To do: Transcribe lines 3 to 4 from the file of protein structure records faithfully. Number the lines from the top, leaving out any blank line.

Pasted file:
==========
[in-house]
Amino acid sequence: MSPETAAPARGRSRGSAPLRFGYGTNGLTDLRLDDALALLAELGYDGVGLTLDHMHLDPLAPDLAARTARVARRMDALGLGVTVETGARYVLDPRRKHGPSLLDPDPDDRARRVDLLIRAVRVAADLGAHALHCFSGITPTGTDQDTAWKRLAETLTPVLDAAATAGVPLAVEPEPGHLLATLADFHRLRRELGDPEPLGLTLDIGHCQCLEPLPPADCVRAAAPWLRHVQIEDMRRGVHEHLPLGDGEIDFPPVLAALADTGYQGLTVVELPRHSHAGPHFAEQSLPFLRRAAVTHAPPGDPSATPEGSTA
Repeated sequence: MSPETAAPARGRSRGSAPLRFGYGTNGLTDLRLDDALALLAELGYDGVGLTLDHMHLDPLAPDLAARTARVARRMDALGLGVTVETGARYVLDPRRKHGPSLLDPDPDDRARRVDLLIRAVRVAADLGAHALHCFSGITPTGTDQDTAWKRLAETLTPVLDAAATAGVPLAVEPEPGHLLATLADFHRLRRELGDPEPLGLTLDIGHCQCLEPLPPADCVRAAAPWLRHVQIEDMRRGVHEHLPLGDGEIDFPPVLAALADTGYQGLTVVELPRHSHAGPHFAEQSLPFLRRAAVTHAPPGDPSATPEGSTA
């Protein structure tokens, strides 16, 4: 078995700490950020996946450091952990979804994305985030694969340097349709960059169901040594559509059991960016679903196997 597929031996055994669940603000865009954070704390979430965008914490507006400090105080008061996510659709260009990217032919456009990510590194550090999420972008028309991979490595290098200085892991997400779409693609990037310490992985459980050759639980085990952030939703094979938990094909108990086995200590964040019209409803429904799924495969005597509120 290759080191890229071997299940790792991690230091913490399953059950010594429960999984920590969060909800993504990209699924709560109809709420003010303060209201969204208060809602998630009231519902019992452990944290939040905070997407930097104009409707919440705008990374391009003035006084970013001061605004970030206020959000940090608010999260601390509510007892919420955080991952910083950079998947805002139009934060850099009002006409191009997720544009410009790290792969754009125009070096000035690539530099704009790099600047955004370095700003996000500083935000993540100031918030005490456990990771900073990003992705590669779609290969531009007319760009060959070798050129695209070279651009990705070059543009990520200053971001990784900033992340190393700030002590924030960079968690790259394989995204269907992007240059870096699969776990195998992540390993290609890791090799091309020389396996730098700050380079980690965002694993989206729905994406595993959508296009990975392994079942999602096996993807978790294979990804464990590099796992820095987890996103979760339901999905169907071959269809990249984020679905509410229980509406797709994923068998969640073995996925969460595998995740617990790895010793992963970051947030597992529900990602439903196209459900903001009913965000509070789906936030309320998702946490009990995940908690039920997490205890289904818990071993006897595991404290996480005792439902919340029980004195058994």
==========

Repeated sequence: MSPETAAPARGRSRGSAPLRFGYGTNGLTDLRLDDALALLAELGYDGVGLTLDHMHLDPLAPDLAARTARVARRMDALGLGVTVETGARYVLDPRRKHGPSLLDPDPDDRARRVDLLIRAVRVAADLGAHALHCFSGITPTGTDQDTAWKRLAETLTPVLDAAATAGVPLAVEPEPGHLLATLADFHRLRRELGDPEPLGLTLDIGHCQCLEPLPPADCVRAAAPWLRHVQIEDMRRGVHEHLPLGDGEIDFPPVLAALADTGYQGLTVVELPRHSHAGPHFAEQSLPFLRRAAVTHAPPGDPSATPEGSTA
């Protein structure tokens, strides 16, 4: 078995700490950020996946450091952990979804994305985030694969340097349709960059169901040594559509059991960016679903196997 597929031996055994669940603000865009954070704390979430965008914490507006400090105080008061996510659709260009990217032919456009990510590194550090999420972008028309991979490595290098200085892991997400779409693609990037310490992985459980050759639980085990952030939703094979938990094909108990086995200590964040019209409803429904799924495969005597509120 290759080191890229071997299940790792991690230091913490399953059950010594429960999984920590969060909800993504990209699924709560109809709420003010303060209201969204208060809602998630009231519902019992452990944290939040905070997407930097104009409707919440705008990374391009003035006084970013001061605004970030206020959000940090608010999260601390509510007892919420955080991952910083950079998947805002139009934060850099009002006409191009997720544009410009790290792969754009125009070096000035690539530099704009790099600047955004370095700003996000500083935000993540100031918030005490456990990771900073990003992705590669779609290969531009007319760009060959070798050129695209070279651009990705070059543009990520200053971001990784900033992340190393700030002590924030960079968690790259394989995204269907992007240059870096699969776990195998992540390993290609890791090799091309020389396996730098700050380079980690965002694993989206729905994406595993959508296009990975392994079942999602096996993807978790294979990804464990590099796992820095987890996103979760339901999905169907071959269809990249984020679905509410229980509406797709994923068998969640073995996925969460595998995740617990790895010793992963970051947030597992529900990602439903196209459900903001009913965000509070789906936030309320998702946490009990995940908690039920997490205890289904818990071993006897595991404290996480005792439902919340029980004195058994």